THE BLOG

Canada Should Lead the Clean Water Economy

08/02/2012 05:11 EDT | Updated 10/02/2012 05:12 EDT

In 2007 when the Goracle's "An Inconvenient Truth" hit, leading fashionistas and futurists alike claimed green was the new black, pushing the environment to the frontlines as more than just the latest fad. Now, some 5.5 years later, there's a new colour palette on the horizon and it is blue.

Water is essential to all human activity. And with a global population of 7 billion and counting, many countries around the world are already experiencing what the rest of us will soon find out -- water is a finite resource and our governance, use and treatment of it today, will determine our prosperity and quality of life tomorrow.

Canada has a unique opportunity to lead in the water economy of the future. We can do this by showing the world how we respect this natural heritage through good policies, governance, ambassadorship and innovation. The goal: to conserve our country's resources by providing the expertise and tools to water-scarce regions so they can regenerate, protect and restore their own watersheds.

I say it's time to create a "Blueprint for a Blue Brand."

Among the benefits to be realized:

▪ Stronger, more unified voice both domestically and internationally

▪ Increasing international media reach -- especially online

▪ Facilitating export of made-in-Canada water technology

▪ Attracting foreign investment

▪ And ultimately, stronger protection of our own water resources

The good news is that Canada already ranks consistently high in global surveys for quality of life -- OECD Better Life Index (10), UN World Happiness Report (5) and FutureBrand (1), to name but a few. The bad news is these rankings are vulnerable to federal government policies that can (and have recently) garnered negative international attention.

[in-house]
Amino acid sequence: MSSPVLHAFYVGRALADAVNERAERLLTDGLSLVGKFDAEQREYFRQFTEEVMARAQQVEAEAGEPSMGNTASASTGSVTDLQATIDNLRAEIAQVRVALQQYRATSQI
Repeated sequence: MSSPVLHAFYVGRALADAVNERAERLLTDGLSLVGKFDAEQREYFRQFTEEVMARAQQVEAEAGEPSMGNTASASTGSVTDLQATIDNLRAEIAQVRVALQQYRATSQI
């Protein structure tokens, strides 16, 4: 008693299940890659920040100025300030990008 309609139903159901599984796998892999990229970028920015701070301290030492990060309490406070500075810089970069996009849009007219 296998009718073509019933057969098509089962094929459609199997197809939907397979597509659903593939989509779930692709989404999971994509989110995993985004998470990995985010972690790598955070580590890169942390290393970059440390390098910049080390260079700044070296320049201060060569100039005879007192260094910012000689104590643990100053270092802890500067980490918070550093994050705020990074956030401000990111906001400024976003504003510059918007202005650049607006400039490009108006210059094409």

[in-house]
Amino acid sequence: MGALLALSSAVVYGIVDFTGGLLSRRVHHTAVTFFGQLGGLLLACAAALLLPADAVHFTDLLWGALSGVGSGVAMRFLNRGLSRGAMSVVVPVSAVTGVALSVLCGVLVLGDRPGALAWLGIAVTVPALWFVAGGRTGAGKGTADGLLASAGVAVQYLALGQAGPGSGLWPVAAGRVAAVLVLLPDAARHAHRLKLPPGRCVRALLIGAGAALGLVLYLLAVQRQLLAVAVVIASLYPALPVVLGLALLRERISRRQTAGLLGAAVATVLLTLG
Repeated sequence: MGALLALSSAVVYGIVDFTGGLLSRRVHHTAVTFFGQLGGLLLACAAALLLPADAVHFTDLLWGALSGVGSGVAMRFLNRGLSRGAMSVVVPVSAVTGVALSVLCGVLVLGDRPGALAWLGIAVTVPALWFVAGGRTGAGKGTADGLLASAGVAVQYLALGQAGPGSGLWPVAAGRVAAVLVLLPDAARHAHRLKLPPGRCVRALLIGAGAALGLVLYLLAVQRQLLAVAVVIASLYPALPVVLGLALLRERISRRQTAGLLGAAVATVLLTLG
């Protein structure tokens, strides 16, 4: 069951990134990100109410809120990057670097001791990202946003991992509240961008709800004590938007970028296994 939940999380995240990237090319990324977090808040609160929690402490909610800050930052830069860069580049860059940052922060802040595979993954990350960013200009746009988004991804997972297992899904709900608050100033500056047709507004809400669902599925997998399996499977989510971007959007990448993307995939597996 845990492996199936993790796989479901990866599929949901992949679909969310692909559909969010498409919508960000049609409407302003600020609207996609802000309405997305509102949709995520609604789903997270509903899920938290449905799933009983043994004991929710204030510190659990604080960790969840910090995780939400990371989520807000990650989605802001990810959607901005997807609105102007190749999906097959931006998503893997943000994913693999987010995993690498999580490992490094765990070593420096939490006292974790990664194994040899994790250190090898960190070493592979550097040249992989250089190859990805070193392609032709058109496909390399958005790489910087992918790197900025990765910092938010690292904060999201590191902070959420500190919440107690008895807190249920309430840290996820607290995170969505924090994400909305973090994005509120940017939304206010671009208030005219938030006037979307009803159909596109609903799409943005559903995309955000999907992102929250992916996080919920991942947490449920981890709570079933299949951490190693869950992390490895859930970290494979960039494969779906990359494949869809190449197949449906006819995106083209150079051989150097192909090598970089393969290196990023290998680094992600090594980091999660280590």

Each Canadian success story of clean water technology, municipal infrastructure renewal and business innovation is critical to supporting the creation and success of Canada's global blue brand. Once the benefits of creating a blue brand are widely understood and agreed upon, all actors across the water spectrum would engage as a means of furthering their own work. The challenge is getting to this point.

The first step is one of coordination. Indeed, in my travels across the country, I am struck by the incredible water leadership I encounter. Ontario has an exciting new agency dedicated to attracting investment in water technology. Manitoba has a ministry with a mandate for water conservation and protection and a dynamic Minister to boot. Sustainable Development Technology Canada is receiving increasing funding applications from made-in-Canada aquaculture technology firms. Finally, the Royal Bank of Canada continues its leadership as it approaches the halfway point in its 10-year Blue Water Project, supporting conservation and protection efforts and hosting an annual Blue Water Day.

The trick -- and this is no small task -- is to pull together these and other such initiatives (water-based tourism and recreation, for example) into a cohesive brand strategy, to create a new Canadian water story that will resonate locally and draw attention internationally. I am calling on Canadian businesses, governments and technology innovators to join the movement.

An increasing number of fashionistas, futurists and water leaders across the country are standing by to paint the many hues of Canada's emerging blue brand.